It scores a few other "firsts": fitting the whole of a full-size symphony orchestra into the lounge, deciphering the convoluted counterpoint of mid-seventies Yes and finally hearing the tirade of 'f' words on the Dark Side of the Moon.
Of course, every time I visit Stephen Harper's studio I realise that my hi-fi is little better than an Amstrad midi-system and that several more thousands of pounds are required to buy something truly satisfying.
One thing I don't do is constantly play around with my system. I installed it, Stephen came round and set it up so that it was sounding really good and thus it's stayed ever since.
The minor upgrades that I have done, like Blue Feet and better valves, have always been at his suggestion.
It could be that I view my hi-fi system as a device for reproducing music in our living room. I certainly don't see it as an array of sophisticated electronic toys to be fettled, nurtured and discussed at length amongst friends.
This could also be why I'm not impressed by salesmen wheeling out This Year's Model in the assumption that I'll buy it purely because I only have Last Year's.
However, this is nothing to do with gender and everything to do with the fact that I happen to be one of life's conservatives.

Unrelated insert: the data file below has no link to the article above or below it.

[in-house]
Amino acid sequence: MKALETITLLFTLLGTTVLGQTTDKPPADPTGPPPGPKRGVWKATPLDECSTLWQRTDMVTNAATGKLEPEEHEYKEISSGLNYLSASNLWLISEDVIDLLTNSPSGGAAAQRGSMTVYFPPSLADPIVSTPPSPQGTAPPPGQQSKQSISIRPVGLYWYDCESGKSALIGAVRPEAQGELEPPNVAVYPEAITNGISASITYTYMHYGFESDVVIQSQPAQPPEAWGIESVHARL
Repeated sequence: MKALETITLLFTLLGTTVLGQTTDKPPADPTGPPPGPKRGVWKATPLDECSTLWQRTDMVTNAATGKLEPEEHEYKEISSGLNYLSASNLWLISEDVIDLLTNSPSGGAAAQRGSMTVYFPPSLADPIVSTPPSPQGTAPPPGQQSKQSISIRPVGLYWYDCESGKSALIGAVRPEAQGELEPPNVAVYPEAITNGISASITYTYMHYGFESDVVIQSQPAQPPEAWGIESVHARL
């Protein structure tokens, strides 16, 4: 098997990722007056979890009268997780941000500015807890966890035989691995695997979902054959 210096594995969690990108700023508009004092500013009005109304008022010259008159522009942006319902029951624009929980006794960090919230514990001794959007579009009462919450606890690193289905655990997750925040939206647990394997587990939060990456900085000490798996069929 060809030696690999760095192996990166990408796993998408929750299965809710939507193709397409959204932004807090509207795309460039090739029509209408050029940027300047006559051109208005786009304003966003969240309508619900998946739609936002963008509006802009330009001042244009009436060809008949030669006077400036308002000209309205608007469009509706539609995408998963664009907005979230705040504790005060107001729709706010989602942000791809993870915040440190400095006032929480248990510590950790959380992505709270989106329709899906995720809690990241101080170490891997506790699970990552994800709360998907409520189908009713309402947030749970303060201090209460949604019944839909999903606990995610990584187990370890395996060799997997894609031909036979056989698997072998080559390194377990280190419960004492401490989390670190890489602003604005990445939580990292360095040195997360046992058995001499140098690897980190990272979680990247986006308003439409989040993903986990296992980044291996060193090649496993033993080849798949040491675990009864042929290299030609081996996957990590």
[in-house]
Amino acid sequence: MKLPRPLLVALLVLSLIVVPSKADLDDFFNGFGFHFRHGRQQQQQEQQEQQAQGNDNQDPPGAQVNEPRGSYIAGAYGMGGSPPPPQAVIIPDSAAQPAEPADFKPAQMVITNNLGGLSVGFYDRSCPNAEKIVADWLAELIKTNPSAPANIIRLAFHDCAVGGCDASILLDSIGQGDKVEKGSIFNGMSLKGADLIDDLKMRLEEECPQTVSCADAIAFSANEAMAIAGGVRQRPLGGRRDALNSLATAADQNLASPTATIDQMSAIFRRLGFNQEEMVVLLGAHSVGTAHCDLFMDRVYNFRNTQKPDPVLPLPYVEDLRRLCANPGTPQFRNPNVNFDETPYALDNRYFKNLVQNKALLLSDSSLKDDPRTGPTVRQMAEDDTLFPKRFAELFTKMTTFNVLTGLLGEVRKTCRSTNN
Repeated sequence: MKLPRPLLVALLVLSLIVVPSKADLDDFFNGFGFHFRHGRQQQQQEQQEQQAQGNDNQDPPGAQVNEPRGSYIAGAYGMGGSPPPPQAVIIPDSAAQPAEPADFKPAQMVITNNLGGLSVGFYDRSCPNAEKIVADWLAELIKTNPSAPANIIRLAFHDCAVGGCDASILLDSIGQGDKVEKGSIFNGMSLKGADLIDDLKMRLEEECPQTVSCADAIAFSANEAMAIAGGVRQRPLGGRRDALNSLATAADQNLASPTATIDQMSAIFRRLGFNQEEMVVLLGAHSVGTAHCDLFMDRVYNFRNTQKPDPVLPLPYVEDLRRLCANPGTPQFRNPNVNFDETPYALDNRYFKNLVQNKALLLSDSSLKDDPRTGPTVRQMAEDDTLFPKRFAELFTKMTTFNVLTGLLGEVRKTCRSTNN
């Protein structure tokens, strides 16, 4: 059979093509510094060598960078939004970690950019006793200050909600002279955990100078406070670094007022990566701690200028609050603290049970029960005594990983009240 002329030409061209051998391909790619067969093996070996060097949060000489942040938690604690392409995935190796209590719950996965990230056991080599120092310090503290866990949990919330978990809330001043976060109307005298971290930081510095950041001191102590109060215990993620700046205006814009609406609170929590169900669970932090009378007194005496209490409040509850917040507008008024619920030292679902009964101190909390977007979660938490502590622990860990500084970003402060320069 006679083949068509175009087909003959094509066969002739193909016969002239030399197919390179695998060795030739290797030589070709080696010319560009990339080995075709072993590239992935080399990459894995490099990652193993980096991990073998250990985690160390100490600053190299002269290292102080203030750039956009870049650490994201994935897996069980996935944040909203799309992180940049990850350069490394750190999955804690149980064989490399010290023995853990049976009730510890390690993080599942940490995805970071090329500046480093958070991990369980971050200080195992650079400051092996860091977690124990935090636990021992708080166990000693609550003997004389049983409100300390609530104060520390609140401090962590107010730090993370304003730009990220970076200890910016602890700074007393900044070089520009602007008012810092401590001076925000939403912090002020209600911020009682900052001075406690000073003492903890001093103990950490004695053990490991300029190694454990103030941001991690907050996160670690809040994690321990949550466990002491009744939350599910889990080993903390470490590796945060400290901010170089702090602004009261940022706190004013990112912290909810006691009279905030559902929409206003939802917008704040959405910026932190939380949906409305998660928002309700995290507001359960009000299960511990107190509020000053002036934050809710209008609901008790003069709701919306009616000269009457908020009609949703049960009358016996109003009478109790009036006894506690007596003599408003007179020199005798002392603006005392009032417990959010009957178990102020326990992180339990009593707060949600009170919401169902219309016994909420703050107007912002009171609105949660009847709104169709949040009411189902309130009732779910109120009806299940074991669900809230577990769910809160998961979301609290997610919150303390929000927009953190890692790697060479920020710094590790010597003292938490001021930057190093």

And, just before you jump to any more conclusions, I am perfectly at home working in the field of Information Technology.
The Other Half
My husband and I often have fun at a salesmen's expense should we go into a hi-fi shop together as it is invariably assumed that hi-fi is the man's hobby and I'm simply padding along behind.
At first my husband was convinced that he wouldn't be able to tell the difference between a system costing a few hundred pounds and one costing many times more.
As I started upgrading he certainly agreed that each step was for the better but maintains that I've definitely gone far enough now. (Actually, if I didn't keep going down to Stephen Harper's studio I'd probably agree).
However, although he also buys records and likes listening to them on my system, it will continue to be funded entirely by me as, he points out, I don't pay for him to travel all over Europe watching football.
One thing we do agree on is that records are still superior to the Compact Disc and he can put up a most noble defence of vinyl in public.
Luckily he, too, shares a healthy disregard for gimmicks so isn't enticed by the dazzling world of integrated 'home cinema' systems and the like.
In this respect, this is the best support I can have as his tacit approval of my philosophy on hi-fi means that neither of us have had to compromise our enjoyment to accommodate the other's views.
© Copyright 1998 Rachel McKay for TNT-Audio - https://www.tnt-audio.com